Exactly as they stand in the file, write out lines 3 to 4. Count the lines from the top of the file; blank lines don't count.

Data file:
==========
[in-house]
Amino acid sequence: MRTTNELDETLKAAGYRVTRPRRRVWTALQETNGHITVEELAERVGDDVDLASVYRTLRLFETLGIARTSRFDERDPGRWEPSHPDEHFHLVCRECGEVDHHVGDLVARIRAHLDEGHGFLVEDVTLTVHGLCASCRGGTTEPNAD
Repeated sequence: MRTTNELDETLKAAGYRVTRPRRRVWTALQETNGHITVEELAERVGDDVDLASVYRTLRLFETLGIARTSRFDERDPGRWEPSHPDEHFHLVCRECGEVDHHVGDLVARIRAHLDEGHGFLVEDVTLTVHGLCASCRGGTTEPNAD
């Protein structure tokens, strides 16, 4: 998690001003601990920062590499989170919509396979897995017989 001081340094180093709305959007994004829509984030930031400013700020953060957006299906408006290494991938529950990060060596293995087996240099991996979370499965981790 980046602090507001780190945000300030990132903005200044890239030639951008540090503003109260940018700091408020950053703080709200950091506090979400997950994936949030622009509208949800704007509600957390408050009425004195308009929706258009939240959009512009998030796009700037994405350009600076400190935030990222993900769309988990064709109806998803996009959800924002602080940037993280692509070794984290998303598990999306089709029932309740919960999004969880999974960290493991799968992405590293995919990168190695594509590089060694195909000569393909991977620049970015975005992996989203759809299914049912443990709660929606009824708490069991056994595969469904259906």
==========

Repeated sequence: MRTTNELDETLKAAGYRVTRPRRRVWTALQETNGHITVEELAERVGDDVDLASVYRTLRLFETLGIARTSRFDERDPGRWEPSHPDEHFHLVCRECGEVDHHVGDLVARIRAHLDEGHGFLVEDVTLTVHGLCASCRGGTTEPNAD
């Protein structure tokens, strides 16, 4: 998690001003601990920062590499989170919509396979897995017989 001081340094180093709305959007994004829509984030930031400013700020953060957006299906408006290494991938529950990060060596293995087996240099991996979370499965981790 980046602090507001780190945000300030990132903005200044890239030639951008540090503003109260940018700091408020950053703080709200950091506090979400997950994936949030622009509208949800704007509600957390408050009425004195308009929706258009939240959009512009998030796009700037994405350009600076400190935030990222993900769309988990064709109806998803996009959800924002602080940037993280692509070794984290998303598990999306089709029932309740919960999004969880999974960290493991799968992405590293995919990168190695594509590089060694195909000569393909991977620049970015975005992996989203759809299914049912443990709660929606009824708490069991056994595969469904259906």